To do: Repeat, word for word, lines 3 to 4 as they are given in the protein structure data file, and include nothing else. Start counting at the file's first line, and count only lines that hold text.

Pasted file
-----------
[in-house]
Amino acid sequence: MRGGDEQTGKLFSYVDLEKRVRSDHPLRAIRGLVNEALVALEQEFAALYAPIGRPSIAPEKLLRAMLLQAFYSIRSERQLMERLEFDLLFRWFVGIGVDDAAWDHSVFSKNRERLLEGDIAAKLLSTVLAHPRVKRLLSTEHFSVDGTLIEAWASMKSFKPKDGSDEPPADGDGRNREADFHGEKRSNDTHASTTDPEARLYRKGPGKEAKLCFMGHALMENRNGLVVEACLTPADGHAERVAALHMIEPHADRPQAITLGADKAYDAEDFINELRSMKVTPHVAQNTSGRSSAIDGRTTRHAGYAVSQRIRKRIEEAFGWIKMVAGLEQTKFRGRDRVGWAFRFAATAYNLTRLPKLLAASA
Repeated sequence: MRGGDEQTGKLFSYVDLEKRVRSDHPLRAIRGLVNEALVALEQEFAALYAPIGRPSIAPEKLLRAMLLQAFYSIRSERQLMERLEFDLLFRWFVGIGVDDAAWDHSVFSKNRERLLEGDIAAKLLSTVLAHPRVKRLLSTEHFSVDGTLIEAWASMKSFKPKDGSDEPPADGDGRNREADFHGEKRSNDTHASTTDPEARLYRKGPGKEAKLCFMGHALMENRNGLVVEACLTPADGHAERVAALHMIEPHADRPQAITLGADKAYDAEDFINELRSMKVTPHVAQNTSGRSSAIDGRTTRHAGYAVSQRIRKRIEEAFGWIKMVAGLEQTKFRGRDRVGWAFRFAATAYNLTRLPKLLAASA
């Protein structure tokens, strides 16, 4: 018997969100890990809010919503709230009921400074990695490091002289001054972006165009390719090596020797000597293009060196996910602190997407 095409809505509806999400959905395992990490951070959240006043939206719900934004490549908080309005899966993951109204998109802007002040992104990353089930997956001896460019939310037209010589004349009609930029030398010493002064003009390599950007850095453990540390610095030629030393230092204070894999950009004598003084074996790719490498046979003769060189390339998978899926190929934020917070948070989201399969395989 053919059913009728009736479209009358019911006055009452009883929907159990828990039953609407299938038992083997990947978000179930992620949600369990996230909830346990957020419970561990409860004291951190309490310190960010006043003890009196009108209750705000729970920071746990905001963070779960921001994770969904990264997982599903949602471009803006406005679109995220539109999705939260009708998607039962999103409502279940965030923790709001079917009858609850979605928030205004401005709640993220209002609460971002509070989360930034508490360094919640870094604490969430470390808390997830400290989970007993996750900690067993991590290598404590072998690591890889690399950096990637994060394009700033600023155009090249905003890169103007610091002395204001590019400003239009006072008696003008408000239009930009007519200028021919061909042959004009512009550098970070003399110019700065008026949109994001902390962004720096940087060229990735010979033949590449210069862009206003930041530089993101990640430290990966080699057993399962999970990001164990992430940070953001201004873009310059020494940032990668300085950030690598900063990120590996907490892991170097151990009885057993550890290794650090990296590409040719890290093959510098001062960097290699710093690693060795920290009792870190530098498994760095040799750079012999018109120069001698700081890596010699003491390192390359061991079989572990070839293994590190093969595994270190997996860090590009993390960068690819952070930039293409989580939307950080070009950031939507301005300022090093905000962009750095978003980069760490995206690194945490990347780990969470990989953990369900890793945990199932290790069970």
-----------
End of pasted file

Repeated sequence: MRGGDEQTGKLFSYVDLEKRVRSDHPLRAIRGLVNEALVALEQEFAALYAPIGRPSIAPEKLLRAMLLQAFYSIRSERQLMERLEFDLLFRWFVGIGVDDAAWDHSVFSKNRERLLEGDIAAKLLSTVLAHPRVKRLLSTEHFSVDGTLIEAWASMKSFKPKDGSDEPPADGDGRNREADFHGEKRSNDTHASTTDPEARLYRKGPGKEAKLCFMGHALMENRNGLVVEACLTPADGHAERVAALHMIEPHADRPQAITLGADKAYDAEDFINELRSMKVTPHVAQNTSGRSSAIDGRTTRHAGYAVSQRIRKRIEEAFGWIKMVAGLEQTKFRGRDRVGWAFRFAATAYNLTRLPKLLAASA
């Protein structure tokens, strides 16, 4: 018997969100890990809010919503709230009921400074990695490091002289001054972006165009390719090596020797000597293009060196996910602190997407 095409809505509806999400959905395992990490951070959240006043939206719900934004490549908080309005899966993951109204998109802007002040992104990353089930997956001896460019939310037209010589004349009609930029030398010493002064003009390599950007850095453990540390610095030629030393230092204070894999950009004598003084074996790719490498046979003769060189390339998978899926190929934020917070948070989201399969395989 053919059913009728009736479209009358019911006055009452009883929907159990828990039953609407299938038992083997990947978000179930992620949600369990996230909830346990957020419970561990409860004291951190309490310190960010006043003890009196009108209750705000729970920071746990905001963070779960921001994770969904990264997982599903949602471009803006406005679109995220539109999705939260009708998607039962999103409502279940965030923790709001079917009858609850979605928030205004401005709640993220209002609460971002509070989360930034508490360094919640870094604490969430470390808390997830400290989970007993996750900690067993991590290598404590072998690591890889690399950096990637994060394009700033600023155009090249905003890169103007610091002395204001590019400003239009006072008696003008408000239009930009007519200028021919061909042959004009512009550098970070003399110019700065008026949109994001902390962004720096940087060229990735010979033949590449210069862009206003930041530089993101990640430290990966080699057993399962999970990001164990992430940070953001201004873009310059020494940032990668300085950030690598900063990120590996907490892991170097151990009885057993550890290794650090990296590409040719890290093959510098001062960097290699710093690693060795920290009792870190530098498994760095040799750079012999018109120069001698700081890596010699003491390192390359061991079989572990070839293994590190093969595994270190997996860090590009993390960068690819952070930039293409989580939307950080070009950031939507301005300022090093905000962009750095978003980069760490995206690194945490990347780990969470990989953990369900890793945990199932290790069970």